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The People vs. The State

Reflections on UN Authority, US Power and the Responsibility to Protect

image of The People vs. The State
Responsibility to Protect (R2P) aims to convert international conscience into timely and decisive collective action to rescue vulnerable communities. The choice is not whether international interventions will take place but where, when, how and under whose authority. Given the nature and victims of modern armed conflict, protection of civilians and populations at risk of mass atrocities is a core United Nations imperative. But while the UN has international authority, it lacks military power. Although its military might well have unmatched global reach, the United States acting unilaterally lacks international authority. This publication argues that progress towards good international society requires that force be harnessed to authority as the R2P moves from a universally validated principle to a routinely actionable norm.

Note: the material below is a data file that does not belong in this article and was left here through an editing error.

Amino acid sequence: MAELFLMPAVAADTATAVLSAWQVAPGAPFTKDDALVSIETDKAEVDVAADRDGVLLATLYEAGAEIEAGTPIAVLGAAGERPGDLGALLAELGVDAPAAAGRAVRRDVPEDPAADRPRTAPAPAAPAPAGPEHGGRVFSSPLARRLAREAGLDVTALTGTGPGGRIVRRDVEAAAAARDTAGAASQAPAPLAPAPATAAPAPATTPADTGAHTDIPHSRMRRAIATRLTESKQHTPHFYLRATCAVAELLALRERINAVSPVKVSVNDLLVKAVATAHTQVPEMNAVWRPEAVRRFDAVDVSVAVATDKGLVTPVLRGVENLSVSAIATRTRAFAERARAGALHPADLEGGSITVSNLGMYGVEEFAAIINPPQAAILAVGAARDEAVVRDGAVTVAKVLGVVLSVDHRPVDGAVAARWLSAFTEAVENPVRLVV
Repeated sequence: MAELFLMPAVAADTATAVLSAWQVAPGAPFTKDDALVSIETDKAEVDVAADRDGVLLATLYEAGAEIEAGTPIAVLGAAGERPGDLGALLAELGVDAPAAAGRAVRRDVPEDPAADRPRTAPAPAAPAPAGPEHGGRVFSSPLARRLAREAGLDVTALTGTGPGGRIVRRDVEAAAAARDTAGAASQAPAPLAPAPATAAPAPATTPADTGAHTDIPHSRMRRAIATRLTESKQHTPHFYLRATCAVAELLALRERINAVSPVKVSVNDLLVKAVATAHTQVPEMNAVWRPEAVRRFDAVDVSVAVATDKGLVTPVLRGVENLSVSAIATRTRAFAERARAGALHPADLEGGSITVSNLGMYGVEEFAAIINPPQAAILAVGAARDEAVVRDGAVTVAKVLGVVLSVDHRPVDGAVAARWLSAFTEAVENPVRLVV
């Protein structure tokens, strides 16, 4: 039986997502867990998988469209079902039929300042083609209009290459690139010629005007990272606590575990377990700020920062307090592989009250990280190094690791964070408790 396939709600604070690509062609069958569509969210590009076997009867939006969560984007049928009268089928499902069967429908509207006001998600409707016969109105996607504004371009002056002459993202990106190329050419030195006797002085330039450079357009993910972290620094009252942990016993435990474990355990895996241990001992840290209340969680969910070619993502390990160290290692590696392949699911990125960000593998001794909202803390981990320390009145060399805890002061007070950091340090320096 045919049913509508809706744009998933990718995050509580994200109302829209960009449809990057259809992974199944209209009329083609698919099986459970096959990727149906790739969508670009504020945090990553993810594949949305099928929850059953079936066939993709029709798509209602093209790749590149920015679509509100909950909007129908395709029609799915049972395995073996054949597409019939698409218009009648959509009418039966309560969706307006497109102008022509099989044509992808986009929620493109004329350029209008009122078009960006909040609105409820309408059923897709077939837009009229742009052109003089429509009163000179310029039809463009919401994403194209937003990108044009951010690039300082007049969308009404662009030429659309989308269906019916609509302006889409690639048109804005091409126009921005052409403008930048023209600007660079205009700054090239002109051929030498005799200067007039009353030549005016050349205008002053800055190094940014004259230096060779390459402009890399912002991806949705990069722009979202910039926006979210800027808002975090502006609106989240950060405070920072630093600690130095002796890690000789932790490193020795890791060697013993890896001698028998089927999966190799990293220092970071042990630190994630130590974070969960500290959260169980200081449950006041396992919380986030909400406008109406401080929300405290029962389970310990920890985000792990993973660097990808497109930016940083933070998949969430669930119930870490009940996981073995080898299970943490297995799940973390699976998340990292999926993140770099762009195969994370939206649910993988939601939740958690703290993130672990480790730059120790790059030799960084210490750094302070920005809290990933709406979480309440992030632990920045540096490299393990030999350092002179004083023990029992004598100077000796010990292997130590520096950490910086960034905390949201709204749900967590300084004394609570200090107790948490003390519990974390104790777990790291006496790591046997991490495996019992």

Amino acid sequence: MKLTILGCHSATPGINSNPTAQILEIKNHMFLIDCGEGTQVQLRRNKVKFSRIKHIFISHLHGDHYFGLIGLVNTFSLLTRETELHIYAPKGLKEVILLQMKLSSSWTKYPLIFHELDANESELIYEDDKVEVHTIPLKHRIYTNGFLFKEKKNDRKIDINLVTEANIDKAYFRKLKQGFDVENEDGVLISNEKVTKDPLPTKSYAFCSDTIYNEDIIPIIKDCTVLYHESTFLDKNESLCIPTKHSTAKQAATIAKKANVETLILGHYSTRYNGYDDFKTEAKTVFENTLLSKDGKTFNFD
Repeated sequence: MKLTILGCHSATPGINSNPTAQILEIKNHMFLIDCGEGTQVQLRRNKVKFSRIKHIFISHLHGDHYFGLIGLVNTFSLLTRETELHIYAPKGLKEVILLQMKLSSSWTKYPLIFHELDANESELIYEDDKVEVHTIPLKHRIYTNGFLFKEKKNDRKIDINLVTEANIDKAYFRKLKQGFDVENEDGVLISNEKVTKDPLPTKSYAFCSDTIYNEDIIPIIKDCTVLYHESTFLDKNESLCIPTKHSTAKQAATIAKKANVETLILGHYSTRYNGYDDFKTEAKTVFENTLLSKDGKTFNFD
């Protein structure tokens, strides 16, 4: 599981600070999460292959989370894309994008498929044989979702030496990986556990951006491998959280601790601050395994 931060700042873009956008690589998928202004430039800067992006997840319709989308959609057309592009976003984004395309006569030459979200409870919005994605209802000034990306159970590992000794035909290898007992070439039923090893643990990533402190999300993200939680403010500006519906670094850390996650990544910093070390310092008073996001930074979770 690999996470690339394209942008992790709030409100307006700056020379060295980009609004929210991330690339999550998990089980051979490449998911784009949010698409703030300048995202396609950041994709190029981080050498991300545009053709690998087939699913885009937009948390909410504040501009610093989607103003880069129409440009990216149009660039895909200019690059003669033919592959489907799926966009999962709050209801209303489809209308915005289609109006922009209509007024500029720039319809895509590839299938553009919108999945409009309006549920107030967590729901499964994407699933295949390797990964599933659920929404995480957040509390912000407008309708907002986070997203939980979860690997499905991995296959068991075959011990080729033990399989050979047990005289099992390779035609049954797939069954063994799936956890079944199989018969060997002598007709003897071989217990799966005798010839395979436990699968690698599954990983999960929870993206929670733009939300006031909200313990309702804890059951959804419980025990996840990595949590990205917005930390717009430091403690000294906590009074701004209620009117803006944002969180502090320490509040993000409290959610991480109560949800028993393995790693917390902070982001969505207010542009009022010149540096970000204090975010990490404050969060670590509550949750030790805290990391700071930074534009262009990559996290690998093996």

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How the legitimacy of US goals has been undermined by its war on Iraq

Washington had five claims for the war on Iraq: the threat posed by weapons of mass destruction; international terrorism; the need to establish a beachhead of democratic freedoms and the rule of law in the Middle East; the need to bring Saddam Hussein to justice; and the duty to be the international community’s enforcer. It is not clear that even now, the war protagonists appreciate how each goal has been badly undermined by the means chosen; nor the fact that their collective damage to the “Empire Lite” enterprise is greater than the sum of their separate parts.

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